- List of Contributors
- Puzzles of Political Leadership
- Western Political Thought
- Theory of Democratic Leadership
- Political Science
- Public Administration
- Political Psychology
- Psychoanalytic Theories
- Social Psychology
- Rational Choice Approaches to Leadership
- Institutional Analysis
- Contextual Analysis
- Decision Analysis
- Social-Constructionist Analysis
- Rhetorical and Performative Analysis
- Experimental Analysis
- Observational Analysis
- At-A-Distance Analysis
- Biographical Analysis
- Personality Profiling Analysis
- Civic Leadership
- Party and Electoral Leadership
- Populism and Political Leadership
- Performative Political Leadership
- Political Leadership in Networks
- Political Leadership in Times of Crisis
- Leadership and the American Presidency
- Presidential Communication from Hustings to Twitter
- Executive Leadership in Semi-Presidential Systems
- The Variability of Prime Ministers
- The Contingencies of Prime-Ministerial Power in the UK
- Prime Ministers and their Advisers in Parliamentary Democracies
- Cabinet Ministers: Leaders, Team Players, Followers?
- Local Political Leaders
- Regional Political Leadership
- Leadership and International Cooperation
- Leadership of International Organizations
- Political Leadership in China
- Latin American Leadership
- Post-Communist Leadership
- African Political Leadership
- Can Political Leadership be Taught?
- Does Gender Matter?
- What Have We Learned?
- Name Index
- Subject Index
Abstract and Keywords
Whether it is to provide external interests with a say in decision-making (or at least to be seen to be doing so) or to improve the quality of policy decisions, all political executives need advice. Not only do prime ministers require advice; they also sit astride institutions that provide it, institutions that can be actively shaped and reshaped according to a prime minister’s own leadership styles and needs. This chapter focuses on the relationship between prime ministers in parliamentary systems and the formal and conventional arrangements from which advice flows. It describes the context in which the literature on prime-ministerial advisory structures sits; it introduces key ideas, concepts, and debates; it identifies major contributions to the scholarship; it assesses the current stock of knowledge regarding advisory systems; and it suggests areas for future research.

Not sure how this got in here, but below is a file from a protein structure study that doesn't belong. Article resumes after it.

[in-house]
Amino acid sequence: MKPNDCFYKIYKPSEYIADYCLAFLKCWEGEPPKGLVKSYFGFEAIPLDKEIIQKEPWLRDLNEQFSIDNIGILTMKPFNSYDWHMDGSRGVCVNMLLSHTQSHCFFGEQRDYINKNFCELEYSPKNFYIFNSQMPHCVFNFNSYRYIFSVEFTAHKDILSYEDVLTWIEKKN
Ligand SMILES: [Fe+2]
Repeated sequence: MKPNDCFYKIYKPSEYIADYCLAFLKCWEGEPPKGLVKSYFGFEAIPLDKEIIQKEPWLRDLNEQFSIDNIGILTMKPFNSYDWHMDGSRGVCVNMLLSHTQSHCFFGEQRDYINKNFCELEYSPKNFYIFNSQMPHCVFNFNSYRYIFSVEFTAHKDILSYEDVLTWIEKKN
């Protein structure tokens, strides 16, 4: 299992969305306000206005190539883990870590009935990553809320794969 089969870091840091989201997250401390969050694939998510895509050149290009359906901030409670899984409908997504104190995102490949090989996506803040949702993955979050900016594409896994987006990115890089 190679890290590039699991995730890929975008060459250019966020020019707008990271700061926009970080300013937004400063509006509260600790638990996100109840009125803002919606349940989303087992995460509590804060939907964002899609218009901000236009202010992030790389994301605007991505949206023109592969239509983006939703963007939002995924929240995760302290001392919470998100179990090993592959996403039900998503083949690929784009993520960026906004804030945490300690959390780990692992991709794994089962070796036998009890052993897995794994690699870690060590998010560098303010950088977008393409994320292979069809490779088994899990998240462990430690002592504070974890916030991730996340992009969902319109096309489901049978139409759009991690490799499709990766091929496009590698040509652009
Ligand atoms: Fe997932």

Chris Eichbaum is Reader in Government and Deputy Head of School in the School of Government at Victoria University of Wellington in New Zealand. His research interests include the role of political staff in executive government, governance and public administration reform, and the politics of central banking. He and Richard Shaw have collaborated on an edited volume, Partisan Appointees and Public Servants: An International Analysis of the Role of the Political Adviser. In 2008 he was appointed as a non-executive Director to the Board of the Reserve Bank of New Zealand.
Richard Shaw is an Associate Professor in Politics at Massey University in Palmerston North, New Zealand. With Chris Eichbaum he has published widely on the various consequences of the growth in the numbers of political advisers in Westminster executives. His most recent publication, concerning the institutional consequences of the public value approach to public management, will appear in a forthcoming edition of Public Management Review (http://www.tandfonline.com/doi/full/10.1080/14719037.2012.664017).
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